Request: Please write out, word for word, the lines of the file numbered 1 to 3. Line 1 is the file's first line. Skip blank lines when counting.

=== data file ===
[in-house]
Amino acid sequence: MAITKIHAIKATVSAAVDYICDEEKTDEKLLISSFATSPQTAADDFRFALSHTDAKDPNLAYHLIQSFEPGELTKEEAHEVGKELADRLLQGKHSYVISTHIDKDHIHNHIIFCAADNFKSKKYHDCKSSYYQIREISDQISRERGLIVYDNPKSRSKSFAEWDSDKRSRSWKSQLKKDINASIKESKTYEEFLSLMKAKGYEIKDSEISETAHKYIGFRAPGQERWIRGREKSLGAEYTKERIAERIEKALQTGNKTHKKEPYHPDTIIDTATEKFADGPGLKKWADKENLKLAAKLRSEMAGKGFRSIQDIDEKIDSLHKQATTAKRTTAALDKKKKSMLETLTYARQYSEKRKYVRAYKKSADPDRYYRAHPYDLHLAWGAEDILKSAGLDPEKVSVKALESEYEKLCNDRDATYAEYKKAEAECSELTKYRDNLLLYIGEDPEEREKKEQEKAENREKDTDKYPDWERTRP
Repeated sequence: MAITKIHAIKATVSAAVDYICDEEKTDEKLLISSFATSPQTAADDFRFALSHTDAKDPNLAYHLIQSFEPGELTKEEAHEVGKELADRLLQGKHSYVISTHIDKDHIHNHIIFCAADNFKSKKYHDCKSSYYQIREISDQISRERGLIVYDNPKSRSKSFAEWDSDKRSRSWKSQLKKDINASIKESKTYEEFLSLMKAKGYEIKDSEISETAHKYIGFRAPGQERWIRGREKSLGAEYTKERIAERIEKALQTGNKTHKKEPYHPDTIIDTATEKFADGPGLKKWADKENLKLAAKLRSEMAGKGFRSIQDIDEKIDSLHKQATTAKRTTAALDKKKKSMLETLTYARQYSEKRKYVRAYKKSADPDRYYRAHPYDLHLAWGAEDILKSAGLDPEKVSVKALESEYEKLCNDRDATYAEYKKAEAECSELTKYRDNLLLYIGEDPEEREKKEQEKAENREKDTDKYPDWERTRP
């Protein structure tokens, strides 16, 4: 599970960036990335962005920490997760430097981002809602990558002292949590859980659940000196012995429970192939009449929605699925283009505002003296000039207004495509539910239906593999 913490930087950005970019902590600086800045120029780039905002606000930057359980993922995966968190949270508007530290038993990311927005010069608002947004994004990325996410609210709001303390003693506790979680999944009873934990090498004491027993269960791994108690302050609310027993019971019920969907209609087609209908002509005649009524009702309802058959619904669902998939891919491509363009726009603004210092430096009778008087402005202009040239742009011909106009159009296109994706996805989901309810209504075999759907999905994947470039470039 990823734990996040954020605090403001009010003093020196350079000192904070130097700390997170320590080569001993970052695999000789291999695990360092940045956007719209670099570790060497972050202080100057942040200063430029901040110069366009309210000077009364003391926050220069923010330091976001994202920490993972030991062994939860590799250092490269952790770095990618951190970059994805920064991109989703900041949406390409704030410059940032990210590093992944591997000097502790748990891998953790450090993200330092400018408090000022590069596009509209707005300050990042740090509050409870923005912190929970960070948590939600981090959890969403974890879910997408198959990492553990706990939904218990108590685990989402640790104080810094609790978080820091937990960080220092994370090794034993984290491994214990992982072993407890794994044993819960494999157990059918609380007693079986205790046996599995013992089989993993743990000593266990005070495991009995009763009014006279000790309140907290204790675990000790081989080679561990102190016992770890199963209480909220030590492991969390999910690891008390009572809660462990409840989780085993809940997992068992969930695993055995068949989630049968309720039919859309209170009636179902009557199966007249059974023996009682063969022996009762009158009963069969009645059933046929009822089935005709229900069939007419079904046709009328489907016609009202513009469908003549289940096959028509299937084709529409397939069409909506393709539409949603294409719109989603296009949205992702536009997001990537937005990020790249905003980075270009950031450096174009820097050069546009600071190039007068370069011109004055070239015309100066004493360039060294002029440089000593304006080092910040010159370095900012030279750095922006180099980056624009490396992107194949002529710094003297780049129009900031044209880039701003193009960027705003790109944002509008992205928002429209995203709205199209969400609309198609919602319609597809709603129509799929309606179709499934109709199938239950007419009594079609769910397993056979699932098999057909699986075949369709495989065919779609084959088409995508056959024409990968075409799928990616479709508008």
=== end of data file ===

[in-house]
Amino acid sequence: MAITKIHAIKATVSAAVDYICDEEKTDEKLLISSFATSPQTAADDFRFALSHTDAKDPNLAYHLIQSFEPGELTKEEAHEVGKELADRLLQGKHSYVISTHIDKDHIHNHIIFCAADNFKSKKYHDCKSSYYQIREISDQISRERGLIVYDNPKSRSKSFAEWDSDKRSRSWKSQLKKDINASIKESKTYEEFLSLMKAKGYEIKDSEISETAHKYIGFRAPGQERWIRGREKSLGAEYTKERIAERIEKALQTGNKTHKKEPYHPDTIIDTATEKFADGPGLKKWADKENLKLAAKLRSEMAGKGFRSIQDIDEKIDSLHKQATTAKRTTAALDKKKKSMLETLTYARQYSEKRKYVRAYKKSADPDRYYRAHPYDLHLAWGAEDILKSAGLDPEKVSVKALESEYEKLCNDRDATYAEYKKAEAECSELTKYRDNLLLYIGEDPEEREKKEQEKAENREKDTDKYPDWERTRP
Repeated sequence: MAITKIHAIKATVSAAVDYICDEEKTDEKLLISSFATSPQTAADDFRFALSHTDAKDPNLAYHLIQSFEPGELTKEEAHEVGKELADRLLQGKHSYVISTHIDKDHIHNHIIFCAADNFKSKKYHDCKSSYYQIREISDQISRERGLIVYDNPKSRSKSFAEWDSDKRSRSWKSQLKKDINASIKESKTYEEFLSLMKAKGYEIKDSEISETAHKYIGFRAPGQERWIRGREKSLGAEYTKERIAERIEKALQTGNKTHKKEPYHPDTIIDTATEKFADGPGLKKWADKENLKLAAKLRSEMAGKGFRSIQDIDEKIDSLHKQATTAKRTTAALDKKKKSMLETLTYARQYSEKRKYVRAYKKSADPDRYYRAHPYDLHLAWGAEDILKSAGLDPEKVSVKALESEYEKLCNDRDATYAEYKKAEAECSELTKYRDNLLLYIGEDPEEREKKEQEKAENREKDTDKYPDWERTRP